Hostage Release Not a Cure for Damaged US-Pakistan Ties

A Pakistani channel broadcasts a report on Oct. 12 about Joshua Boyle, Caitlan Coleman and their family, held hostage by terrorists for five years. (AP Photo/B.K. Bangash)
A Pakistani channel broadcasts a report on Oct. 12 about Joshua Boyle, Caitlan Coleman and their family, held hostage by terrorists for five years. (AP Photo/B.K. Bangash)

The United States and Pakistan are hailing the release of a Taliban-held U.S.-Canadian family as a cautious sign of improved ties for a deeply troubled relationship that has endured years of rancor. For the good will to last, Pakistan will need to convince a skeptical Washington that it has cut ties to militants who are destabilizing neighboring Afghanistan.

President Donald Trump said Friday the freeing of Caitlan Coleman, her Canadian husband, Joshua Boyle, and their three children after five years of captivity showed Pakistan's new respect for America. For the Islamabad government, keen for better relations with the new U.S. administration, it was proof of its terrorism-fighting bona fides.

U.S. officials have long accused Pakistan of turning a blind eye or even assisting the Afghan Taliban and the allied Haqqani network, which held the family.

In August, when Trump laid out his strategy for ending the 16-year war in Afghanistan, he said the U.S. has provided billions in aid to Pakistan, yet that country was "housing the very terrorists that we are fighting. But that will have to change, and that will change immediately."

Michael Kugelman, deputy director of the Asia program at the Wilson Center think tank, said the release, however positive, did little to address Washington's core demand that Pakistan crack down on terrorists sanctuaries on its soil.

For Daniel Markey, a South Asia expert at the School for Advanced International Studies at John Hopkins University, "the challenge lies in keeping up the pressure long enough to see signs of deeper change on Pakistan's part." He added, "As far as I can tell, we're not remotely there yet."

Just last week, Gen. Joseph Dunford, chairman of the Joint Chiefs of Staff, told a congressional hearing that it was clear to him that Pakistan's intelligence service had connections to militant groups.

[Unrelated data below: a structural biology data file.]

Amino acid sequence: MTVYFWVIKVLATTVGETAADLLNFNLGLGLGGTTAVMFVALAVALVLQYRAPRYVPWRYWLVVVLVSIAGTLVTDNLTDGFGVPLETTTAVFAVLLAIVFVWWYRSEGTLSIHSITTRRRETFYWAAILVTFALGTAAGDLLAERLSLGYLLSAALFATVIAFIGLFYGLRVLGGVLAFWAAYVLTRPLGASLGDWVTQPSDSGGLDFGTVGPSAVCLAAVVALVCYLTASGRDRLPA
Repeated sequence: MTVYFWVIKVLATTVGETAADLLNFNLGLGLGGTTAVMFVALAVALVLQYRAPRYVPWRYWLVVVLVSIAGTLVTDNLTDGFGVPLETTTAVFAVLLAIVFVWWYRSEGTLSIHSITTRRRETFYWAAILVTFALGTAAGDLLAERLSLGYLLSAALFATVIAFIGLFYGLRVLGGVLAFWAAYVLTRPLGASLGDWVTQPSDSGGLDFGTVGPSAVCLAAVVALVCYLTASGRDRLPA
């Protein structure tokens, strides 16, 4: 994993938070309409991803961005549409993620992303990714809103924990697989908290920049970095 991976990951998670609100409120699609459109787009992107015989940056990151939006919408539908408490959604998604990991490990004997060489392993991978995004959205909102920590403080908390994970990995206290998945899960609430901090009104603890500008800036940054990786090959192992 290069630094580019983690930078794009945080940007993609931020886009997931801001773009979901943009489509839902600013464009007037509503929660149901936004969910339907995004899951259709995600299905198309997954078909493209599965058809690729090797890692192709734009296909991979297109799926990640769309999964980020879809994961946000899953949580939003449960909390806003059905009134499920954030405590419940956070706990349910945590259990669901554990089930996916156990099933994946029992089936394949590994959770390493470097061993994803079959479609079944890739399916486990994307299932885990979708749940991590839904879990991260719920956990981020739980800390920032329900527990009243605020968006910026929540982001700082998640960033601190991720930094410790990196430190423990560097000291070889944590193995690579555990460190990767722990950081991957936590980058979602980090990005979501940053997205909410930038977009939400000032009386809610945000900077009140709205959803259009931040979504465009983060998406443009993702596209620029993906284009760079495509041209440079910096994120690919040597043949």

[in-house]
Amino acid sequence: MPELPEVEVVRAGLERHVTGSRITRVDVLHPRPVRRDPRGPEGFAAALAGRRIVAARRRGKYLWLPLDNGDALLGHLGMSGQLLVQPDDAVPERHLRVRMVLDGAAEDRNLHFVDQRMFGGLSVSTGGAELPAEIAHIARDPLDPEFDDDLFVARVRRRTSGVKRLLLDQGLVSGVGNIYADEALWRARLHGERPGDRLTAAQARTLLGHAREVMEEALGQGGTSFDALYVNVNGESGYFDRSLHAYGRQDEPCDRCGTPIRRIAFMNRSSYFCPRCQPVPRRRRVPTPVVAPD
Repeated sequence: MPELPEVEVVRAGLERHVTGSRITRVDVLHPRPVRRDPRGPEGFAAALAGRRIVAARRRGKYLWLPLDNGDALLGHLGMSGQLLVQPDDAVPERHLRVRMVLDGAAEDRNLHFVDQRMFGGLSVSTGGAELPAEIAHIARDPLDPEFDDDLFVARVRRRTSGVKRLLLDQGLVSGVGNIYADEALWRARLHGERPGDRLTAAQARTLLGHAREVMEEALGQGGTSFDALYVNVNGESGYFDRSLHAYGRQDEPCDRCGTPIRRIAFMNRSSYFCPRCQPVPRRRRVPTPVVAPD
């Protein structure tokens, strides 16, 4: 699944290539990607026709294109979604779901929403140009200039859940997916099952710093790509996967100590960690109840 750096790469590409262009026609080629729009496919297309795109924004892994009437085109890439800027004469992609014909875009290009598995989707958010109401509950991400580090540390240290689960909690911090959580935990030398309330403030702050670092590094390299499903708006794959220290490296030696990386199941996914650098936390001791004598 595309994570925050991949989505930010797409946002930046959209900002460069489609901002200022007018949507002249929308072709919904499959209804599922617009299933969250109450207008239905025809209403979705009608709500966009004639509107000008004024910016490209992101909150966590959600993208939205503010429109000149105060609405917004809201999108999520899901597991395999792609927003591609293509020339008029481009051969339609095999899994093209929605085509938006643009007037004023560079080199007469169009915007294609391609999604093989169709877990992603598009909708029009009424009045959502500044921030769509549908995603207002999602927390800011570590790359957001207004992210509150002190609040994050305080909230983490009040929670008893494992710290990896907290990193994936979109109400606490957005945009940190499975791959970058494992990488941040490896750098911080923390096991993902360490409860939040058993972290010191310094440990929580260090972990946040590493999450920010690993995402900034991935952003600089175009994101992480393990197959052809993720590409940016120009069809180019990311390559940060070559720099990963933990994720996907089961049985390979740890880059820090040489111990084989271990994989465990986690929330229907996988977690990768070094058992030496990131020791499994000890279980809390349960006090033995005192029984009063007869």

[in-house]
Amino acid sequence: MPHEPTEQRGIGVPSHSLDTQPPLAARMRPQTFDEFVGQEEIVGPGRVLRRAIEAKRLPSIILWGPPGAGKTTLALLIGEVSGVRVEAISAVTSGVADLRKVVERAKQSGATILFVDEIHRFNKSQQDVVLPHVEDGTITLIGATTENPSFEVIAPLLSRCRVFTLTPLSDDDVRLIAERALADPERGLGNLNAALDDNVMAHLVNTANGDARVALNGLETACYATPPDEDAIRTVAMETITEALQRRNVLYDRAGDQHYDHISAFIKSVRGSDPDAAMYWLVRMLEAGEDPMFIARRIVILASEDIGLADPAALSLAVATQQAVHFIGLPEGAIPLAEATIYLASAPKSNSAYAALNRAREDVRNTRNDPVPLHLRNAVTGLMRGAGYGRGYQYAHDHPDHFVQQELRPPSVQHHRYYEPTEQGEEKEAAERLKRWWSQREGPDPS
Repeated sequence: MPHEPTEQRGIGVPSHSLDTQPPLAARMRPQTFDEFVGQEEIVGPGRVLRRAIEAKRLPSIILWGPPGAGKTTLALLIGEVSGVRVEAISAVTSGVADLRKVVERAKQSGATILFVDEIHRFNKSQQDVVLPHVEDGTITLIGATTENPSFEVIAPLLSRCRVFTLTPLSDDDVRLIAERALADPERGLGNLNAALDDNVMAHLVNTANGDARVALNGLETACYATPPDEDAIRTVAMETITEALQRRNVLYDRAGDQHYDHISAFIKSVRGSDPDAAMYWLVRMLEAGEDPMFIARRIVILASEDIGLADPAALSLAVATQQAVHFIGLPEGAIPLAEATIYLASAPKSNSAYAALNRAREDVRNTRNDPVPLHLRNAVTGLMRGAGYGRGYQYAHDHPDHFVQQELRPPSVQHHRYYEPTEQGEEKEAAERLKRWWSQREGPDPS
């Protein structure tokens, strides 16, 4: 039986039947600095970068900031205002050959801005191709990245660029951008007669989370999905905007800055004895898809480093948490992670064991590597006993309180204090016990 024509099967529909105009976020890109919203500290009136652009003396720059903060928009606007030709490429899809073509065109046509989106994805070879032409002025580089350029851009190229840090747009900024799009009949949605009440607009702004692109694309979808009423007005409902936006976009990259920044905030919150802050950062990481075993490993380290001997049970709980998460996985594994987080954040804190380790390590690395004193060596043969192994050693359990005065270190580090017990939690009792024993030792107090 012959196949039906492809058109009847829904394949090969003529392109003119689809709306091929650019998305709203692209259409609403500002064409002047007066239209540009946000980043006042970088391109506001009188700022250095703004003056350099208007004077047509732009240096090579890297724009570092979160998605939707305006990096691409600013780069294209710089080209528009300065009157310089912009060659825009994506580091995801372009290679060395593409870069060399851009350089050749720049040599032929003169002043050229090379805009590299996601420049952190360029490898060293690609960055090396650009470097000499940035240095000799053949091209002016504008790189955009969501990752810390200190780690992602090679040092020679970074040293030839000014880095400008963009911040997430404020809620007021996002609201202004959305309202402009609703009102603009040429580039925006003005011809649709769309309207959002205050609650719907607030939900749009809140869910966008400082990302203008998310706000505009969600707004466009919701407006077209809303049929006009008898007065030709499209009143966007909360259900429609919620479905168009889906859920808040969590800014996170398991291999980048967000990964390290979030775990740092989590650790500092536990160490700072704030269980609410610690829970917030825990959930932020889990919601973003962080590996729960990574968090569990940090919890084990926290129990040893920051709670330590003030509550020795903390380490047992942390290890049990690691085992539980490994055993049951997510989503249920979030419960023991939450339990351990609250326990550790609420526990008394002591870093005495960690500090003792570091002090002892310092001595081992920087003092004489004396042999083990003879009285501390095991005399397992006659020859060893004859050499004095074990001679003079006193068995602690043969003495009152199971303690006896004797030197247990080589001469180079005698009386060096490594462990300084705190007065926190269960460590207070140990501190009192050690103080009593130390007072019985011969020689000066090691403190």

Tom Bossert, Trump's homeland security adviser, appeared to reflect those concerns as he discussed the captives' release.

"We thank the Pakistani government and recognize this was a positive step," he said Friday. "One action, though, does not constitute a reversal of a trend of unfortunate behaviors. However, we're hopeful that it portends that trend."

A national security official, who was not authorized to publicly discuss U.S.-Pakistan relations and spoke only on condition of anonymity, said the Trump administration believes Pakistan will offer the U.S. better cooperation on such things as counter-terrorism operations and securing the release of other American hostages held in the region.

The governments' statements after the family's release Thursday hinted at the broader dispute on whether the source of terrorism lies on the Pakistan or Afghanistan side of the border.

The White House said the family was freed "from captivity in Pakistan." Pakistan's ambassador in Washington said the family had been kept as hostages in Afghanistan and were rescued as they shifted across to Pakistan.

Trump, eager to trumpet the release of American hostages, offered fulsome praise to Pakistan for its willingness to "do more to provide security in the region." He portrayed it as a sign of wider international respect for the nation he leads.

"I have openly said Pakistan took tremendous advantage of our country for many years, but we're starting to have a real relationship with Pakistan and they're starting to respect us as a nation again and so are other nations," Trump said Friday.

Pakistan has mounted massive military operations against Pakistani Taliban that launch attacks on home soil, claiming thousands of lives. But Pakistan has struggled to shake off suspicion that it wields a malign and strategic interest in Afghanistan, on its western border. It has ties to the Taliban dating to the extremist movement's genesis in the 1990s.

Pakistani foreign minister, during a visit to Washington last week, said Pakistan was willing to cooperate fully with the Trump administration. Khawaja Asif insisted Pakistan had wiped out militant hideouts with little help from the U.S., which has restricted hundreds of millions of dollars in military assistance to Pakistan in recent years. The official said Pakistan cannot be blamed for the violence in Afghanistan, which he said is the source of attacks inside Pakistan.

Pakistan said the family's release was the result of information provided by U.S. intelligence that led to a dramatic rescue mission by Pakistani security forces. The exact circumstances of the operation remain unclear.

It occurred just as a senior delegation of White House, State Department and Pentagon officials arrived in Islamabad. They were expected to deliver strongly worded warnings about cracking down on terrorism.


Associated Press writer Deb Riechmann contributed to this report.

This article was written by Matthew Pennington from The Associated Press and was legally licensed through the NewsCred publisher network. Please direct all licensing questions to

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